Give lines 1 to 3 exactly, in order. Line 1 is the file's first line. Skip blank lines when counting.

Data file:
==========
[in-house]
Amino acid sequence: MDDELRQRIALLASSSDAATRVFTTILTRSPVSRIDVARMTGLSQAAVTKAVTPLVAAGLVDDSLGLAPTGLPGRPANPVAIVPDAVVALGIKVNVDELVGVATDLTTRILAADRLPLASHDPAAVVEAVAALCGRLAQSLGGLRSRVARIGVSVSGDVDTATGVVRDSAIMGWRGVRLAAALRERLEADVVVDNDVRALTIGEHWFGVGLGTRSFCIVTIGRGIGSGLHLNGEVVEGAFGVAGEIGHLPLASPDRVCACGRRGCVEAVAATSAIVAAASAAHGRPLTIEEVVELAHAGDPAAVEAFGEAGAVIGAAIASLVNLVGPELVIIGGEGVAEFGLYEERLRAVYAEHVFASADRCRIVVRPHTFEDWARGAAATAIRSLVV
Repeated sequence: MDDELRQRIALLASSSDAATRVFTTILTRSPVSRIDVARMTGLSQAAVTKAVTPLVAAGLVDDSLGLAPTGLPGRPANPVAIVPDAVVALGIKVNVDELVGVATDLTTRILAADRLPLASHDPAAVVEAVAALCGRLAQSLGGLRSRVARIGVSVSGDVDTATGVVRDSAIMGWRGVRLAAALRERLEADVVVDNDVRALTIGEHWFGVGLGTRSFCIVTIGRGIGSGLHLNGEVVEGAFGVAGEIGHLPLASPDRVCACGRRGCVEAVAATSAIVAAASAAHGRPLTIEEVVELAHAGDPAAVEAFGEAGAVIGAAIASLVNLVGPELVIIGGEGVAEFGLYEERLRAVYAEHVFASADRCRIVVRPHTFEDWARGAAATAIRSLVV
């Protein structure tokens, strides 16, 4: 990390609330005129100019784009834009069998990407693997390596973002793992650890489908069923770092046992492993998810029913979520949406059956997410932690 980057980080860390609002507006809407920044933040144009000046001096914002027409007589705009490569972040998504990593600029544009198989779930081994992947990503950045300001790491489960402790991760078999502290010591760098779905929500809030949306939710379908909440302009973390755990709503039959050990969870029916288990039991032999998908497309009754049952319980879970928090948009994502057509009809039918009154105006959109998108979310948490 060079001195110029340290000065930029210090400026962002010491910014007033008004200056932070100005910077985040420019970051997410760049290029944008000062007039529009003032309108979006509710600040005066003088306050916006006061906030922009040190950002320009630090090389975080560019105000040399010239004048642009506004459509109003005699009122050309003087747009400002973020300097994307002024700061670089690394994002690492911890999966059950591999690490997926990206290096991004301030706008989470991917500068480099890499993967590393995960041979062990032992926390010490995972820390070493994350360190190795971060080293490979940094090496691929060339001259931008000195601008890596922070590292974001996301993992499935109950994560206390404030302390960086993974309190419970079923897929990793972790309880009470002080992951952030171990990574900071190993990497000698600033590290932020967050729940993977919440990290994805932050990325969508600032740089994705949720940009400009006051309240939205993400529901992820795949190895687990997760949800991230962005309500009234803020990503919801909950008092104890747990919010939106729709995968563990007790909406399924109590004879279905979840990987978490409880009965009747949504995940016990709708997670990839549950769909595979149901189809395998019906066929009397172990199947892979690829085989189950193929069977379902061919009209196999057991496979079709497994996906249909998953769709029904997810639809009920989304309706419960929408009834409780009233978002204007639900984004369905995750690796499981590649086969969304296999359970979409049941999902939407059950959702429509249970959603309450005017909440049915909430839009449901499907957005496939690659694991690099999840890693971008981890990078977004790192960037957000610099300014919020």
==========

[in-house]
Amino acid sequence: MDDELRQRIALLASSSDAATRVFTTILTRSPVSRIDVARMTGLSQAAVTKAVTPLVAAGLVDDSLGLAPTGLPGRPANPVAIVPDAVVALGIKVNVDELVGVATDLTTRILAADRLPLASHDPAAVVEAVAALCGRLAQSLGGLRSRVARIGVSVSGDVDTATGVVRDSAIMGWRGVRLAAALRERLEADVVVDNDVRALTIGEHWFGVGLGTRSFCIVTIGRGIGSGLHLNGEVVEGAFGVAGEIGHLPLASPDRVCACGRRGCVEAVAATSAIVAAASAAHGRPLTIEEVVELAHAGDPAAVEAFGEAGAVIGAAIASLVNLVGPELVIIGGEGVAEFGLYEERLRAVYAEHVFASADRCRIVVRPHTFEDWARGAAATAIRSLVV
Repeated sequence: MDDELRQRIALLASSSDAATRVFTTILTRSPVSRIDVARMTGLSQAAVTKAVTPLVAAGLVDDSLGLAPTGLPGRPANPVAIVPDAVVALGIKVNVDELVGVATDLTTRILAADRLPLASHDPAAVVEAVAALCGRLAQSLGGLRSRVARIGVSVSGDVDTATGVVRDSAIMGWRGVRLAAALRERLEADVVVDNDVRALTIGEHWFGVGLGTRSFCIVTIGRGIGSGLHLNGEVVEGAFGVAGEIGHLPLASPDRVCACGRRGCVEAVAATSAIVAAASAAHGRPLTIEEVVELAHAGDPAAVEAFGEAGAVIGAAIASLVNLVGPELVIIGGEGVAEFGLYEERLRAVYAEHVFASADRCRIVVRPHTFEDWARGAAATAIRSLVV